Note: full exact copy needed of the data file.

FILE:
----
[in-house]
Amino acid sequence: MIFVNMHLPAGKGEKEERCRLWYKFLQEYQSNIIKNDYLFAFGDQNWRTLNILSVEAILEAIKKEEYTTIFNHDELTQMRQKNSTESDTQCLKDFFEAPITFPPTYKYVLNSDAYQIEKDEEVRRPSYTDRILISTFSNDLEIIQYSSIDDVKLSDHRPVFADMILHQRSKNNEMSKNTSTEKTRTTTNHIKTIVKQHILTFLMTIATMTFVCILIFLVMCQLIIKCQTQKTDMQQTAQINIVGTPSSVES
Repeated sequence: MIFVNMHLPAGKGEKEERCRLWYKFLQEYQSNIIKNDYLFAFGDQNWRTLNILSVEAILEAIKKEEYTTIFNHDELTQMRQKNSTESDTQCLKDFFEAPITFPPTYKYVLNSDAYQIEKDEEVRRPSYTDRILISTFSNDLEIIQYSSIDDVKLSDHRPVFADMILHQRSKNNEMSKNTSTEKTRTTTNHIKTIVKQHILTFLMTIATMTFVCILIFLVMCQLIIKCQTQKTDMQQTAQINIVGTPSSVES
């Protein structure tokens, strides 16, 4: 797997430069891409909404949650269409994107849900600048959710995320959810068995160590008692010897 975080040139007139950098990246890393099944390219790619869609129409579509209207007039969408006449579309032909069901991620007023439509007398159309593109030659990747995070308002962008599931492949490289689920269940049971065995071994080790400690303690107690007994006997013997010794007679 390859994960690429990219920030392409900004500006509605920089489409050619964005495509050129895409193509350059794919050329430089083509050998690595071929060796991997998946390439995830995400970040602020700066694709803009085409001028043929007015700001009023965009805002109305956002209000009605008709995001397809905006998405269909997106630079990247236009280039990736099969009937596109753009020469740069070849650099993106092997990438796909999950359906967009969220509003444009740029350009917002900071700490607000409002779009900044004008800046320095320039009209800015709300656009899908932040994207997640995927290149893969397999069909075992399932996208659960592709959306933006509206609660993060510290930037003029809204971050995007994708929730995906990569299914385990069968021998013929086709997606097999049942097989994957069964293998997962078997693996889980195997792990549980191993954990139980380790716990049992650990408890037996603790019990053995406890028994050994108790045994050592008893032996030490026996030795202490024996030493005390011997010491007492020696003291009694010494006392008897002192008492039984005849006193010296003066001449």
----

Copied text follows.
[in-house]
Amino acid sequence: MIFVNMHLPAGKGEKEERCRLWYKFLQEYQSNIIKNDYLFAFGDQNWRTLNILSVEAILEAIKKEEYTTIFNHDELTQMRQKNSTESDTQCLKDFFEAPITFPPTYKYVLNSDAYQIEKDEEVRRPSYTDRILISTFSNDLEIIQYSSIDDVKLSDHRPVFADMILHQRSKNNEMSKNTSTEKTRTTTNHIKTIVKQHILTFLMTIATMTFVCILIFLVMCQLIIKCQTQKTDMQQTAQINIVGTPSSVES
Repeated sequence: MIFVNMHLPAGKGEKEERCRLWYKFLQEYQSNIIKNDYLFAFGDQNWRTLNILSVEAILEAIKKEEYTTIFNHDELTQMRQKNSTESDTQCLKDFFEAPITFPPTYKYVLNSDAYQIEKDEEVRRPSYTDRILISTFSNDLEIIQYSSIDDVKLSDHRPVFADMILHQRSKNNEMSKNTSTEKTRTTTNHIKTIVKQHILTFLMTIATMTFVCILIFLVMCQLIIKCQTQKTDMQQTAQINIVGTPSSVES
């Protein structure tokens, strides 16, 4: 797997430069891409909404949650269409994107849900600048959710995320959810068995160590008692010897 975080040139007139950098990246890393099944390219790619869609129409579509209207007039969408006449579309032909069901991620007023439509007398159309593109030659990747995070308002962008599931492949490289689920269940049971065995071994080790400690303690107690007994006997013997010794007679 390859994960690429990219920030392409900004500006509605920089489409050619964005495509050129895409193509350059794919050329430089083509050998690595071929060796991997998946390439995830995400970040602020700066694709803009085409001028043929007015700001009023965009805002109305956002209000009605008709995001397809905006998405269909997106630079990247236009280039990736099969009937596109753009020469740069070849650099993106092997990438796909999950359906967009969220509003444009740029350009917002900071700490607000409002779009900044004008800046320095320039009209800015709300656009899908932040994207997640995927290149893969397999069909075992399932996208659960592709959306933006509206609660993060510290930037003029809204971050995007994708929730995906990569299914385990069968021998013929086709997606097999049942097989994957069964293998997962078997693996889980195997792990549980191993954990139980380790716990049992650990408890037996603790019990053995406890028994050994108790045994050592008893032996030490026996030795202490024996030493005390011997010491007492020696003291009694010494006392008897002192008492039984005849006193010296003066001449």